Sunday’s NBA All-Star Game will go down as one of the most competitive and enjoyable in recent memory, but it also was the setting for some extremely online drama playing out in the real world. Lost in the controversial dunk contest result on Saturday and an All-Star Game on Sunday in which players actually tried was a controversy surrounding TikTok and a viral dance that’s taken over the spiritual successor to Vine.
If you’ve spent any time on TikTok or seen a video posted on another social media site from TikTok you’ve likely seen the Renegade dance, which is a fairly complex series of moves set to K Camp’s “Lottery.” The dance itself went viral, with thousands of versions of it flooding social media and taking over high schools and the virtual places high schoolers occupy.
Renegade even made an appearance in Saturday night’s Slam Dunk Contest when Aaron Gordon brought out some TikTok stars — Addison Easterling, Dixie D’Amelio, and Charli D’Amelio — to do the Renegade while he dunked over Chance The Rapper.
— You want GIFs? I gottem all. (@IHaveFourBalls) February 16, 2020
But as many people pointed out in the aftermath of Gordon’s dunk — which wasn’t enough to get him a win in the contest — none of those people actually invented the dance. It’s not really Gordon’s fault, as it’s another example of the complex way viral dances spread and often ignore the less-notable people who create them.
Rebecca Jennings wrote about the complicated nature of dance invention in a viral age for Vox earlier this month, and Taylor Lorenz later wrote more in the New York Times about Jalaiah Harmon, the 14-year-old from Atlanta who came up with the dance that went mega-viral on the social media platform. Both of those stories brought attention to Harmon, who hasn’t really benefited from the wild spread of the dance like others have. All-Star Weekend in Chicago, for example, saw Easterling (17 million Tik Tok followers) and the D’Amelio sisters making TikToks with Jayson Tatum and taking in all that the weekend had to offer while Harmon saw no benefit.
But those two stories have helped spread word that Harmon actually invented the dance, and on Sunday the Internet lit up when a video was posted of Harmon dancing with two of the TikTok stars that were featured on All-Star Saturday. Importantly, they made sure to credit Harmon with being the “OG Renegade.”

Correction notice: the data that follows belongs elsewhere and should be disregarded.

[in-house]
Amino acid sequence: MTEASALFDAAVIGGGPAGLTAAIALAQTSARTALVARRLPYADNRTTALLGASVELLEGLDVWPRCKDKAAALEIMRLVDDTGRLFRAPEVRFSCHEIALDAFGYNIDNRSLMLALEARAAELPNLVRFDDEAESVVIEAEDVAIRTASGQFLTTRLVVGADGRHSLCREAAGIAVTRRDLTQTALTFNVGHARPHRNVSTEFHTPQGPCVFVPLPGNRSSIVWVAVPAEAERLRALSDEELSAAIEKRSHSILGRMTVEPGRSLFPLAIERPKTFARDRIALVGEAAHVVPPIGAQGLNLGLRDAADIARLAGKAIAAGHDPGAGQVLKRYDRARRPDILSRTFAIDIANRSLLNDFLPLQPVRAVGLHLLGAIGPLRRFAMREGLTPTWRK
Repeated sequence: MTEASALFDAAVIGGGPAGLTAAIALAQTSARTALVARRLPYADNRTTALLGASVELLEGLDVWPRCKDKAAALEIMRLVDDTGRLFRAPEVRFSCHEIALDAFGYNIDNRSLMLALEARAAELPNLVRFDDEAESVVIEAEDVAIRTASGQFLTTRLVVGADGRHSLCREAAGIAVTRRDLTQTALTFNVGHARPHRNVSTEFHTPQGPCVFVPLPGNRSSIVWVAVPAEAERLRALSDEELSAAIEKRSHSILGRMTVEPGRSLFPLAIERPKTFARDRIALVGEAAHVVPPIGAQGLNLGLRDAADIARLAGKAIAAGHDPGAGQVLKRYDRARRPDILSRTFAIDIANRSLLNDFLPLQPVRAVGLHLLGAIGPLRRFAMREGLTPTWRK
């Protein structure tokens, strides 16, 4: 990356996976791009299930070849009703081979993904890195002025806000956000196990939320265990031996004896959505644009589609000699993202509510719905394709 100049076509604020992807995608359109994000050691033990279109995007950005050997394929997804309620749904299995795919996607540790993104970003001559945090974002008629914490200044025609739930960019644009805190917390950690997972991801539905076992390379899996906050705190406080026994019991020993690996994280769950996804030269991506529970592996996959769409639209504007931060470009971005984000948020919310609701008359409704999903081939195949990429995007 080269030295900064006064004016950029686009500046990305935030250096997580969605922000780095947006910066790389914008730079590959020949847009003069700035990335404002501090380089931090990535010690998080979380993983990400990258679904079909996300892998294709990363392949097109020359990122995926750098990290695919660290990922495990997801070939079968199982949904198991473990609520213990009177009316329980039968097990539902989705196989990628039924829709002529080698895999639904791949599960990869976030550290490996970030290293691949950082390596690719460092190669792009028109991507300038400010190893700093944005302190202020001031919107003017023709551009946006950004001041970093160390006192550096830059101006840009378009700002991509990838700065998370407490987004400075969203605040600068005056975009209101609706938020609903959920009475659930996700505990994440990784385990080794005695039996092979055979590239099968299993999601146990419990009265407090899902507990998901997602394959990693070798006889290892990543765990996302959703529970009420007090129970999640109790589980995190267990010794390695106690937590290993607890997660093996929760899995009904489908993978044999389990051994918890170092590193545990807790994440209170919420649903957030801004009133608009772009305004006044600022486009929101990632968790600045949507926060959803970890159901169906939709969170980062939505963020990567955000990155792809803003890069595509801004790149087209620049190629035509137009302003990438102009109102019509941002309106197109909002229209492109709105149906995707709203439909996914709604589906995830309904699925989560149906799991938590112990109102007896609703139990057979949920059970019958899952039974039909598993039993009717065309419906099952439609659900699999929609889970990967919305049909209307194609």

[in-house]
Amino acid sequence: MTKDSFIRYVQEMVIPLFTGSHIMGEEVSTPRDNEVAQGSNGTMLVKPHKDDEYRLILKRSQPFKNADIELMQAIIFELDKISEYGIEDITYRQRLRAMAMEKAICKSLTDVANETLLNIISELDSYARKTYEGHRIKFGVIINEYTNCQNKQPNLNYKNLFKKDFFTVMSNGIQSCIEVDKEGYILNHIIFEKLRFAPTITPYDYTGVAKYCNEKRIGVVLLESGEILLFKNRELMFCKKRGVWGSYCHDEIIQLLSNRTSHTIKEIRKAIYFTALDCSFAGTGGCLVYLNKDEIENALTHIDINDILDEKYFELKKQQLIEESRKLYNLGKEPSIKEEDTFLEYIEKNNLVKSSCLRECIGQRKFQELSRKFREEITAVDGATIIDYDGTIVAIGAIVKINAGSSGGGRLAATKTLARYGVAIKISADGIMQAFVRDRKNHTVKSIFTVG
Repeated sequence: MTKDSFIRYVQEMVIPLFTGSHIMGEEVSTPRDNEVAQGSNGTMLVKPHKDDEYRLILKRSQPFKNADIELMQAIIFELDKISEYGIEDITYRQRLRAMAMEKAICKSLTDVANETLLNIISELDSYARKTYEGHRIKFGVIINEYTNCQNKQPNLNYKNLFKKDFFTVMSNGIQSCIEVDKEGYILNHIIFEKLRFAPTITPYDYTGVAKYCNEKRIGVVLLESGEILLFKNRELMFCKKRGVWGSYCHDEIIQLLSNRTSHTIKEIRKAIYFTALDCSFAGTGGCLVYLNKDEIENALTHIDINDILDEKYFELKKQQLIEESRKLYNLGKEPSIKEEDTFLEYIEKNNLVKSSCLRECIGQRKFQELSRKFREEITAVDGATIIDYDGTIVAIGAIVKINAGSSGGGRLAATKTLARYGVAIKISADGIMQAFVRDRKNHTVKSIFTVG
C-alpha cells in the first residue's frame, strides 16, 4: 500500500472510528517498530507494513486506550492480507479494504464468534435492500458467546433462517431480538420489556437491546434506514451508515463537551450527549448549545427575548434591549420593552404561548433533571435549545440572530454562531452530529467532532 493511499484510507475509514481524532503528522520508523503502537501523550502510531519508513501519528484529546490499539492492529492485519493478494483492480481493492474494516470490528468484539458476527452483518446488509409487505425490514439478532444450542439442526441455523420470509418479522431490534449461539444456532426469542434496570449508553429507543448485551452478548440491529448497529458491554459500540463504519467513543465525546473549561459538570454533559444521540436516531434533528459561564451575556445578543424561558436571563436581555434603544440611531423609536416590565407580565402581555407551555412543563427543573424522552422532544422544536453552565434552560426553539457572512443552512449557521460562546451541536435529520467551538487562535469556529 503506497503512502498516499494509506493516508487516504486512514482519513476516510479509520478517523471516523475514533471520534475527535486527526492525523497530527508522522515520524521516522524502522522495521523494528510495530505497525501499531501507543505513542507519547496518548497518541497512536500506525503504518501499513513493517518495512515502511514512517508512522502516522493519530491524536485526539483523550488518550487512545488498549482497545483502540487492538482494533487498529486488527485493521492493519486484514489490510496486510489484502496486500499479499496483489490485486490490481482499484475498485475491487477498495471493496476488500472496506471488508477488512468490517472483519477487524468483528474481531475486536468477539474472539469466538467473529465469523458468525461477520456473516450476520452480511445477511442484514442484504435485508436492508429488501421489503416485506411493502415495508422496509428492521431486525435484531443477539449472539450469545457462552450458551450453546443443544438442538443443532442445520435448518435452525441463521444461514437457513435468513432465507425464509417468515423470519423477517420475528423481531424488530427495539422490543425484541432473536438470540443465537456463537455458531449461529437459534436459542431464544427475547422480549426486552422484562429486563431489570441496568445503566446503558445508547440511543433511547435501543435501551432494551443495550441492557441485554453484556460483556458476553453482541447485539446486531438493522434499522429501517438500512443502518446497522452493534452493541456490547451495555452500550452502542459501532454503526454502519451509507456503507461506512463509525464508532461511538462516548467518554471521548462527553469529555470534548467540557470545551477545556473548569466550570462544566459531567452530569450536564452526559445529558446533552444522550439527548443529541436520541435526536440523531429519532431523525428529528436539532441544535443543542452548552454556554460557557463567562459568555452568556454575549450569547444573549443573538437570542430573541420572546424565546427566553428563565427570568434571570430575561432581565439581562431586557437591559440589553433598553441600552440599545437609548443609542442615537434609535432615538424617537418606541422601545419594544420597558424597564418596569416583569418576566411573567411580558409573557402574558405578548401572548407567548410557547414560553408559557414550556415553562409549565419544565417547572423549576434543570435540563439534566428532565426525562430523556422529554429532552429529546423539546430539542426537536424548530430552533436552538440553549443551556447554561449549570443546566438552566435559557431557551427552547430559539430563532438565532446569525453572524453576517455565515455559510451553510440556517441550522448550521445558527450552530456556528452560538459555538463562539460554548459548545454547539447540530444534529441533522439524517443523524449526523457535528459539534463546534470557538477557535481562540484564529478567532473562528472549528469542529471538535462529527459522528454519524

we learned the OG renegade from Jalaiah and had so much fun! ❤️ Show her love! pic.twitter.com/EWjlPMJ0bD
— addison rae (@whoisaddison) February 16, 2020
That meant that Harmon was in Chicago, and word soon spread that she would be performing at Sunday’s All-Star Game as well.
Update: The @NBA will have Jalaiah, the originator of the “renegade dance” perform the dance she created at NBA All Star Sunday night, league sources have confirmed. And will have a chance to meet the other Tik Tok girls who performed Saturday night and connect.
Cc: @kcamp https://t.co/qCgqBui5gB
— Rosalyn Gold-Onwude (@ROSGO21) February 16, 2020
The performance did, indeed, happen. And it went viral in its own right.
Jalaiah, creator of Renegade, performs at the NBA All-Star Game! pic.twitter.com/w5qtYTrjeh
— NBA (@NBA) February 17, 2020
For some in the crowd the significance of the performance may have been lost, but it certainly was a big deal for those that knew what was going on.
— Watch Vh1's #BlackGirlBeauty (@GiaPeppers) February 17, 2020
The best part may be Giannis Antentokounmpo doing the dance in the background while Harmon performed.
Giannis was enjoying the original renegade 😂 pic.twitter.com/RtHnzprOcx
— Milwaukee Bucks (@Bucks) February 17, 2020
Ownership of anything viral is a tricky situation, especially when it comes to dance. But it’s good the NBA made sure to show some appreciation for Harmon, who created something that’s seen some serious staying power in a very fast-paced digital environment.